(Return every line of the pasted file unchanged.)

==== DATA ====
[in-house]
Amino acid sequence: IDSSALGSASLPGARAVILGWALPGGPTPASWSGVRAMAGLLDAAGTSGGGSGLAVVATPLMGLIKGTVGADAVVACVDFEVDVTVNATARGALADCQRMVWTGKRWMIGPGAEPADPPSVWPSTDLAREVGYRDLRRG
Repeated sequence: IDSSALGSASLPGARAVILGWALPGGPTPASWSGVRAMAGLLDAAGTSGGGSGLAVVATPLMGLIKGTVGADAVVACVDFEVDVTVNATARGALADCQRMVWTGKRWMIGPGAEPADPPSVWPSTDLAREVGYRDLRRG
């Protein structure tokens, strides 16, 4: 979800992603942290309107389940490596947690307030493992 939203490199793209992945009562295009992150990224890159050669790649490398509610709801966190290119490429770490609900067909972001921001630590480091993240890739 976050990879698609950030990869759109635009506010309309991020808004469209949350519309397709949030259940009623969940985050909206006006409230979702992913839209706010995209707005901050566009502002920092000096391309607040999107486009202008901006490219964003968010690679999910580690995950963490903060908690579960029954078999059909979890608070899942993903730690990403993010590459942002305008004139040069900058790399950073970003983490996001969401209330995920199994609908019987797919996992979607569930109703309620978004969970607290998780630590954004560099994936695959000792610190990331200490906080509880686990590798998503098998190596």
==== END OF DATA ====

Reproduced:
[in-house]
Amino acid sequence: IDSSALGSASLPGARAVILGWALPGGPTPASWSGVRAMAGLLDAAGTSGGGSGLAVVATPLMGLIKGTVGADAVVACVDFEVDVTVNATARGALADCQRMVWTGKRWMIGPGAEPADPPSVWPSTDLAREVGYRDLRRG
Repeated sequence: IDSSALGSASLPGARAVILGWALPGGPTPASWSGVRAMAGLLDAAGTSGGGSGLAVVATPLMGLIKGTVGADAVVACVDFEVDVTVNATARGALADCQRMVWTGKRWMIGPGAEPADPPSVWPSTDLAREVGYRDLRRG
């Protein structure tokens, strides 16, 4: 979800992603942290309107389940490596947690307030493992 939203490199793209992945009562295009992150990224890159050669790649490398509610709801966190290119490429770490609900067909972001921001630590480091993240890739 976050990879698609950030990869759109635009506010309309991020808004469209949350519309397709949030259940009623969940985050909206006006409230979702992913839209706010995209707005901050566009502002920092000096391309607040999107486009202008901006490219964003968010690679999910580690995950963490903060908690579960029954078999059909979890608070899942993903730690990403993010590459942002305008004139040069900058790399950073970003983490996001969401209330995920199994609908019987797919996992979607569930109703309620978004969970607290998780630590954004560099994936695959000792610190990331200490906080509880686990590798998503098998190596």